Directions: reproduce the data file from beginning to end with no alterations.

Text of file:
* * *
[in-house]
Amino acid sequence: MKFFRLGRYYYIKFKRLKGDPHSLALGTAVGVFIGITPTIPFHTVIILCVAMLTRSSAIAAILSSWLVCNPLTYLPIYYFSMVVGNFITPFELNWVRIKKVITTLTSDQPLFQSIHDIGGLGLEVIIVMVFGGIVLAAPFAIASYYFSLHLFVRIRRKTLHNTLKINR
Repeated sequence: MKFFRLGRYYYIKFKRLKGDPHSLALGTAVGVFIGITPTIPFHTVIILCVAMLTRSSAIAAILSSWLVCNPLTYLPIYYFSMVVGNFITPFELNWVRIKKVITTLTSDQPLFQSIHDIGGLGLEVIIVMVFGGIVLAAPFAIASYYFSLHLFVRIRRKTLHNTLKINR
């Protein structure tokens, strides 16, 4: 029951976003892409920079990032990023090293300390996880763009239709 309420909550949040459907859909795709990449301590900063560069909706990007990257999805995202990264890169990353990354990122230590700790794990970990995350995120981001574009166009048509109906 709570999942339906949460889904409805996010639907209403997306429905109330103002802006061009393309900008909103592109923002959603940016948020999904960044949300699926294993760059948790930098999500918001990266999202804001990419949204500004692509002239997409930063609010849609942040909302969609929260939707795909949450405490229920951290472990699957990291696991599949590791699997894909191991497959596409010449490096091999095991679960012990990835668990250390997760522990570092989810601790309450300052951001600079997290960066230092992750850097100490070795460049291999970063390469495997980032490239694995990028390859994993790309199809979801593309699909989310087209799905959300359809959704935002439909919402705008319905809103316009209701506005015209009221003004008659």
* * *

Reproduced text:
[in-house]
Amino acid sequence: MKFFRLGRYYYIKFKRLKGDPHSLALGTAVGVFIGITPTIPFHTVIILCVAMLTRSSAIAAILSSWLVCNPLTYLPIYYFSMVVGNFITPFELNWVRIKKVITTLTSDQPLFQSIHDIGGLGLEVIIVMVFGGIVLAAPFAIASYYFSLHLFVRIRRKTLHNTLKINR
Repeated sequence: MKFFRLGRYYYIKFKRLKGDPHSLALGTAVGVFIGITPTIPFHTVIILCVAMLTRSSAIAAILSSWLVCNPLTYLPIYYFSMVVGNFITPFELNWVRIKKVITTLTSDQPLFQSIHDIGGLGLEVIIVMVFGGIVLAAPFAIASYYFSLHLFVRIRRKTLHNTLKINR
């Protein structure tokens, strides 16, 4: 029951976003892409920079990032990023090293300390996880763009239709 309420909550949040459907859909795709990449301590900063560069909706990007990257999805995202990264890169990353990354990122230590700790794990970990995350995120981001574009166009048509109906 709570999942339906949460889904409805996010639907209403997306429905109330103002802006061009393309900008909103592109923002959603940016948020999904960044949300699926294993760059948790930098999500918001990266999202804001990419949204500004692509002239997409930063609010849609942040909302969609929260939707795909949450405490229920951290472990699957990291696991599949590791699997894909191991497959596409010449490096091999095991679960012990990835668990250390997760522990570092989810601790309450300052951001600079997290960066230092992750850097100490070795460049291999970063390469495997980032490239694995990028390859994993790309199809979801593309699909989310087209799905959300359809959704935002439909919402705008319905809103316009209701506005015209009221003004008659």